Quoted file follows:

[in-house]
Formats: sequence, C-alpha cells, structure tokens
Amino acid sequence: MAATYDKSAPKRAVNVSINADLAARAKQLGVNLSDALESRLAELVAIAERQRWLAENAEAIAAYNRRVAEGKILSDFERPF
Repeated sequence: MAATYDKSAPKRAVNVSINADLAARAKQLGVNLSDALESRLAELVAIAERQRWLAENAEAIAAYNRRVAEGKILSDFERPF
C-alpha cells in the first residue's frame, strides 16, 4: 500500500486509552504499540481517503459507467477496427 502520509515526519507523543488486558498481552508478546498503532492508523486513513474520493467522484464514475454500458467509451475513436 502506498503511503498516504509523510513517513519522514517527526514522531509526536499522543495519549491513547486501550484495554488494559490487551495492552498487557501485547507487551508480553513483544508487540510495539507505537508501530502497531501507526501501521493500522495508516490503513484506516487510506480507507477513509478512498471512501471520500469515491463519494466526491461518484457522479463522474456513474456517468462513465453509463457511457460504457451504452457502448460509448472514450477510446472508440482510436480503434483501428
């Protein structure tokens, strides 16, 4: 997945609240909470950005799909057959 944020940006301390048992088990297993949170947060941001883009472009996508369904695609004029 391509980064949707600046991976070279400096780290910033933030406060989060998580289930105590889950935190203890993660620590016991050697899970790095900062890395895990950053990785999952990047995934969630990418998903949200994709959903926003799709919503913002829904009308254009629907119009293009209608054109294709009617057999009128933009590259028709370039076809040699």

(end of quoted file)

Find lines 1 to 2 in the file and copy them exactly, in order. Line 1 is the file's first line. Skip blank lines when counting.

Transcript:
[in-house]
Formats: sequence, C-alpha cells, structure tokens